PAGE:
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As the hawker tells her, in the course of her treasure hunt:.

You have spoken face to face with bird and beast and with the beings who knew and loved the land before your race was. To-day you have the freedom of the island, and of all living things in it; they are your friends for ever.

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And to the dead in its graveyards you are kin. All that is there has passed into your blood, the old lost loves, the old impossible loyalties, the old forgotten heroisms and tendernesses; all these are yours; and yours are the songs that were sung long ago, and the tales which were told by the fireside; and the deeds of the men and women of old have become part of you.


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This is where the unexpected seriousness of the novel comes in. He has also earned her respect, to the extent that she absorbs his influence.

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And she in turn influences others: both the Urchin and Uncle Jeconiah, who is much chastened by his trial, show signs of her transformative power in their behaviour by the end of the novel. One is the mysterious gift of the hawker, which turns out to be what he calls the freedom of the isle. Another is a hoard of doubloons, brought to Skye in a ship from the Spanish Armada wrecked on its coast.

The first of these treasures is desired by Fiona; the second by the Urchin, inspired by the tales of pirates and British naval victories he has been raised on as a young imperial male. Here the bird is clearly associated both with fairyland circling three times — the magic number; giving its spring call in October as a sign for Fiona and with the island, in particular its hills.

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But once the Urchin has made his wish, which is in fact hers implanted into his mind by an act of telepathy, he is granted a wish of his own; and he wishes, as he did at the beginning of the novel, for the gun he would have bought with the treasure if he had found it. At the end of the book he is clutching the gun bought for him, tellingly, by his Uncle as he listens to the awkward fairy tale which is being related by Jeconiah in fulfilment of the terms of his release. Tarn would have been well aware of this by the time the book was published the year after the Great War ended.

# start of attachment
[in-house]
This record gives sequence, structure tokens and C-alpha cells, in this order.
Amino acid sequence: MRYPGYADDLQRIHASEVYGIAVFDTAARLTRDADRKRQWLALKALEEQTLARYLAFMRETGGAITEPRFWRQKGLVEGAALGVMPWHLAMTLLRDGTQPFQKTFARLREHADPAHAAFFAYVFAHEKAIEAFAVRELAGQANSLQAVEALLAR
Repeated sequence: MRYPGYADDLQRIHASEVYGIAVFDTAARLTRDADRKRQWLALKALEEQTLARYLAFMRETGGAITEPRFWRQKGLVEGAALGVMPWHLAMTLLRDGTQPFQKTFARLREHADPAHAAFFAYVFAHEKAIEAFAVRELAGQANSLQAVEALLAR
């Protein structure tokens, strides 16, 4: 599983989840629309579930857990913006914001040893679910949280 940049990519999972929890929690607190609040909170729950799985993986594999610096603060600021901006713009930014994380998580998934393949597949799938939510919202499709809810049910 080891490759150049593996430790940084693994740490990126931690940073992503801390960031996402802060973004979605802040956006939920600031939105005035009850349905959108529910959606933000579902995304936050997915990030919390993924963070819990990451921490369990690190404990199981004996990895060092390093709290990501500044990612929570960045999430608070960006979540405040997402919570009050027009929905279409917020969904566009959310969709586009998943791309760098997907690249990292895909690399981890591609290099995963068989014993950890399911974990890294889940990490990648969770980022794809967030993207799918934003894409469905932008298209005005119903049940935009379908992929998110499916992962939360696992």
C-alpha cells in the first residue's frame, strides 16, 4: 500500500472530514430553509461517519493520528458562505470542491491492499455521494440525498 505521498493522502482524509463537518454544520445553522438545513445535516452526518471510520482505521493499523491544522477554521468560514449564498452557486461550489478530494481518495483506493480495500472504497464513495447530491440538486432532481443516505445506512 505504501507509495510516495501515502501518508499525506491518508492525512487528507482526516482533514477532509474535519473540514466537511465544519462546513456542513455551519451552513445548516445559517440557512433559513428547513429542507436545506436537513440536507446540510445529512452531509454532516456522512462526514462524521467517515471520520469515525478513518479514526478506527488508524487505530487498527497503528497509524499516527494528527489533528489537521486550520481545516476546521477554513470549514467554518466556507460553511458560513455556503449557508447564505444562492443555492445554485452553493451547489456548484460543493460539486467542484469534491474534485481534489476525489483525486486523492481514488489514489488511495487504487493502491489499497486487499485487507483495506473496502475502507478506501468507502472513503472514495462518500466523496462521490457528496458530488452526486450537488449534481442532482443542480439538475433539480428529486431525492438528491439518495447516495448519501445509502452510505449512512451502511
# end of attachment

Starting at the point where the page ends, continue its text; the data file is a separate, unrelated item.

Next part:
At the same time, they may have an effect. And the night itself passed away as a dream that men dream, and its hours seemed to them but as a few minutes — and then across the music and the dance cut the shrill scream of a peacock as he greeted the day […] and the beryl throne dissolved in mist, and the figure of the King above them, pointing, grew dim and huge, and spread and grew, a purple shadow that hung over them… and they were standing alone in the fairy ring on Brandersaig, under the purple sky, with the white mist wreathing itself about their feet, and the pale November dawn coming slowly up out of the sea.

Fairyland here resembles a dream, evanescent and temporally disorienting; but so too does the island, which can change its appearance as readily as Fairyland can, and is equally full of wonders.


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  • So too do philosophy, history, literature — all the branches of human knowledge with which Fairyland has been identified. Thanks for the suggestion, Heidi!

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    Thanks so much for this. Am amazed at how much I recall of this book after 50 years, it influenced my thinking more than i realised. Did you read it in Scotland or somewhere else? Did you know anything about Skye when you read it? You could contact Susan Cooper and ask about Hawkin… you did mention him in the post.

    And she is alive.

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    Now I grab any copies I come across, but only give them to the privileged few. In a few short days I learnt more about Indigenous culture than I have in any other context. Our Tiwi Cultural Awareness Training provides high quality cultural education to increase understanding about cultural identity. It helps to connect participants with the nourishment and resources of the land.

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    Tiwi Culture Tiwi Way. Tiwi Culture Tiwi Way Cultural training for non-Tiwi people to better connect to our culture and to Indigenous culture more broadly. Everyone who works with Aboriginal people should have the opportunity to experience this camp because it gave me a real appreciation of the richness and abundance of Aboriginal culture.